by Marion Nestle
May 1 2012

Nutritionist’s Notebook: Estimating nutrient requirements

My Tuesday question from student readers of NYU’s Washington Square News:

Question: How can we determine our individual caloric, vitamin, carbohydrates, fats and other intake requirements per day based on our own individual weight, height and lifestyle?

Answer: You can’t. You will have to be satisfied with estimates based on measurements performed years ago on a small number of study subjects.

We require calories and nutrients — 40 to 50 separate substances that our bodies cannot make, we must get from food. Because these interact, studying one at a time gives results that may well be misleading.

Early nutrition scientists got “volunteers”— in quotes because study subjects often were prisoners — to consume diets depleted in vitamin C, for example. They waited until the subjects began to develop scurvy, a sign of vitamin C deficiency. Then they fed the subjects the smallest amount of vitamin C that would eliminate symptoms.

Because individuals vary in nutrient requirements, scientists used this data to estimate the range of nutrient intake that would meet the needs of practically everyone.

The Institute of Medicine compiles such data into Dietary Reference Intakes and presents the estimates by sex and age group. You can look up your requirements in DRI tables. DRIs account for the needs of 98 percent of the population. If your requirements are average, you will need less.

Few American adults show signs of nutrient deficiencies, but if you are worried about your own intake of nutrients, you can take a multivitamin supplement. Note, however, that we have no evidence to show supplements make healthy people healthier.

You can estimate calories by looking up everything you eat or drink in food composition tables, but it is easier to weigh yourself at regular intervals. If you are gaining weight, you are eating too many calories for your activity level.

With nutrition, it’s best to get comfortable with estimates and probabilities.

Fortunately, eating a healthy diet takes care of nutrients without your having to give them a thought. Eat your veggies!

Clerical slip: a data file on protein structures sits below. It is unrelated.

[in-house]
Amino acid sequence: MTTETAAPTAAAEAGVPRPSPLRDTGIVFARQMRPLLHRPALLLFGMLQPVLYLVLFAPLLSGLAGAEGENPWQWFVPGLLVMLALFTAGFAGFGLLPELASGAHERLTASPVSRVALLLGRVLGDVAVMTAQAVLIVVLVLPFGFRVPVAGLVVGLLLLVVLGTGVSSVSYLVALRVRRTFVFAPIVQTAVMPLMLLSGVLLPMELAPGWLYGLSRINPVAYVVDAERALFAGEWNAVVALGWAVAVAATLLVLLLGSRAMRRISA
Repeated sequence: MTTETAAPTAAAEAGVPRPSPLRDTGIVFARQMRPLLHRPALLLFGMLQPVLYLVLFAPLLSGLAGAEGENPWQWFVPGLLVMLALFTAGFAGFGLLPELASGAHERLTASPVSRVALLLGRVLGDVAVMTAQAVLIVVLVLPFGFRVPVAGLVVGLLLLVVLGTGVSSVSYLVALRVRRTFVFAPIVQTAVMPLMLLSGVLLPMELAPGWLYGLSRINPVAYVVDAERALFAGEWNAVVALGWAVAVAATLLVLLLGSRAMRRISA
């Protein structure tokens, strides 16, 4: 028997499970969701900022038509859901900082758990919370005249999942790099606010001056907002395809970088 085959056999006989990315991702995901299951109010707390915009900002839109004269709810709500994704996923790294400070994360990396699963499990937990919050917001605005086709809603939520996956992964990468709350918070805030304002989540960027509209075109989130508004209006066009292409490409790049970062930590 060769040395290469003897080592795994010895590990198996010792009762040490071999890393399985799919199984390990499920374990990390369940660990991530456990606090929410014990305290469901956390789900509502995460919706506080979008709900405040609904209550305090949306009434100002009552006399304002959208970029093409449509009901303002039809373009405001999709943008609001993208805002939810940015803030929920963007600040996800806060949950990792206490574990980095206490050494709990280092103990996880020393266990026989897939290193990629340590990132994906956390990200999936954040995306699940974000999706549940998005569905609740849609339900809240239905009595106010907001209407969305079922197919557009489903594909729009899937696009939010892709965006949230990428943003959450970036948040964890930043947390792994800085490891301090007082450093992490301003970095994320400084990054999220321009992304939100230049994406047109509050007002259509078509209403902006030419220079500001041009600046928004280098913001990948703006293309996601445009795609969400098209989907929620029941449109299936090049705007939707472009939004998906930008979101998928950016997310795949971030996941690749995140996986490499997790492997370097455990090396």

A version of this article appeared in the Tuesday, May 1 print edition. Marion Nestle is a contributing columnist. Email her questions at

  • Marion: This is highly insightful. Do the the Harris-Benedict and Mifflin equations to calculate daily caloric intakes fall under this category?

  • I agree, if you eat well there’s no need to calculate nutrient requirements. There’s no need to calculate calories or grams or points either. Your innate intelligence will take care of it. I would add that in addition to eating lots of veggies, eat moderate amounts of grass fed meat and poultry, wild or sustainably farmed fish, pastured eggs and raw nuts and seeds.

  • I’ve been taking supplements for awhile now and in quantities that are a fair bit as part of my nutrition plan. I do take some stuff extra to help with a back injury but overall, I do find that when I take supplements, I actually see changes in my overall well-being and I’m less prone to getting sick.

    I do find that I have to rotate my supplements every 3 months and take a healthy dose of probiotics as well.

    The most obvious sign of improvements is when I take calcium and magnesium tablets (2-in-1). My nails are stronger and my hair longer. Having said that, if I exercise really hard, my nails and hair also tend to grow faster too! 🙂

  • When ever i gain weight i stop eating carbs and start eating fruits and vegetables.. i come back to my weight of 70 Kg.This article is nice.

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